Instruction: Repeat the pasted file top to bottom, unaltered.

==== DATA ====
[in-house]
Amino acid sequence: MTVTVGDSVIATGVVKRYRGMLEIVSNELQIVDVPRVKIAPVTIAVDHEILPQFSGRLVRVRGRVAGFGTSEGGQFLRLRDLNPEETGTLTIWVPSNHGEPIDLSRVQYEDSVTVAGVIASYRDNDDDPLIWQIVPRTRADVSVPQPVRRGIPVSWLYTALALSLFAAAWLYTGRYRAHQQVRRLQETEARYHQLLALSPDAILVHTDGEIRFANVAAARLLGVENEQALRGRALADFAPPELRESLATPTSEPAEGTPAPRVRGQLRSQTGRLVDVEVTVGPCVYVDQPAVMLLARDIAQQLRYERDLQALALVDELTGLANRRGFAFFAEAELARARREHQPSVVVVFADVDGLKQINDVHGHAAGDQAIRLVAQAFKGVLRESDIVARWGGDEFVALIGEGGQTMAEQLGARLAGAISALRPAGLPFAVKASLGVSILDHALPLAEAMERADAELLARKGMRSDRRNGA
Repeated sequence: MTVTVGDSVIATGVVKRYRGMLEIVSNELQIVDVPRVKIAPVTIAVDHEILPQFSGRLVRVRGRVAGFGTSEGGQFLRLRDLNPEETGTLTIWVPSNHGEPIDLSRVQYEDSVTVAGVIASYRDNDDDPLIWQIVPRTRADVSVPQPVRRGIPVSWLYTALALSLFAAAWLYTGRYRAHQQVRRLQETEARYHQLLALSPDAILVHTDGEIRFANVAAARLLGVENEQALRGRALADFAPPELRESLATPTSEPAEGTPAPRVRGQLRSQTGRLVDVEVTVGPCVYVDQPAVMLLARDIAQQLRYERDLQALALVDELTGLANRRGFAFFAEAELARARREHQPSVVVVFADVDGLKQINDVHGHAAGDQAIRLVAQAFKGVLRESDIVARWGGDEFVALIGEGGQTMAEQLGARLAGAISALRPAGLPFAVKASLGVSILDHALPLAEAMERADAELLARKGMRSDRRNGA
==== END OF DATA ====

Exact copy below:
[in-house]
Amino acid sequence: MTVTVGDSVIATGVVKRYRGMLEIVSNELQIVDVPRVKIAPVTIAVDHEILPQFSGRLVRVRGRVAGFGTSEGGQFLRLRDLNPEETGTLTIWVPSNHGEPIDLSRVQYEDSVTVAGVIASYRDNDDDPLIWQIVPRTRADVSVPQPVRRGIPVSWLYTALALSLFAAAWLYTGRYRAHQQVRRLQETEARYHQLLALSPDAILVHTDGEIRFANVAAARLLGVENEQALRGRALADFAPPELRESLATPTSEPAEGTPAPRVRGQLRSQTGRLVDVEVTVGPCVYVDQPAVMLLARDIAQQLRYERDLQALALVDELTGLANRRGFAFFAEAELARARREHQPSVVVVFADVDGLKQINDVHGHAAGDQAIRLVAQAFKGVLRESDIVARWGGDEFVALIGEGGQTMAEQLGARLAGAISALRPAGLPFAVKASLGVSILDHALPLAEAMERADAELLARKGMRSDRRNGA
Repeated sequence: MTVTVGDSVIATGVVKRYRGMLEIVSNELQIVDVPRVKIAPVTIAVDHEILPQFSGRLVRVRGRVAGFGTSEGGQFLRLRDLNPEETGTLTIWVPSNHGEPIDLSRVQYEDSVTVAGVIASYRDNDDDPLIWQIVPRTRADVSVPQPVRRGIPVSWLYTALALSLFAAAWLYTGRYRAHQQVRRLQETEARYHQLLALSPDAILVHTDGEIRFANVAAARLLGVENEQALRGRALADFAPPELRESLATPTSEPAEGTPAPRVRGQLRSQTGRLVDVEVTVGPCVYVDQPAVMLLARDIAQQLRYERDLQALALVDELTGLANRRGFAFFAEAELARARREHQPSVVVVFADVDGLKQINDVHGHAAGDQAIRLVAQAFKGVLRESDIVARWGGDEFVALIGEGGQTMAEQLGARLAGAISALRPAGLPFAVKASLGVSILDHALPLAEAMERADAELLARKGMRSDRRNGA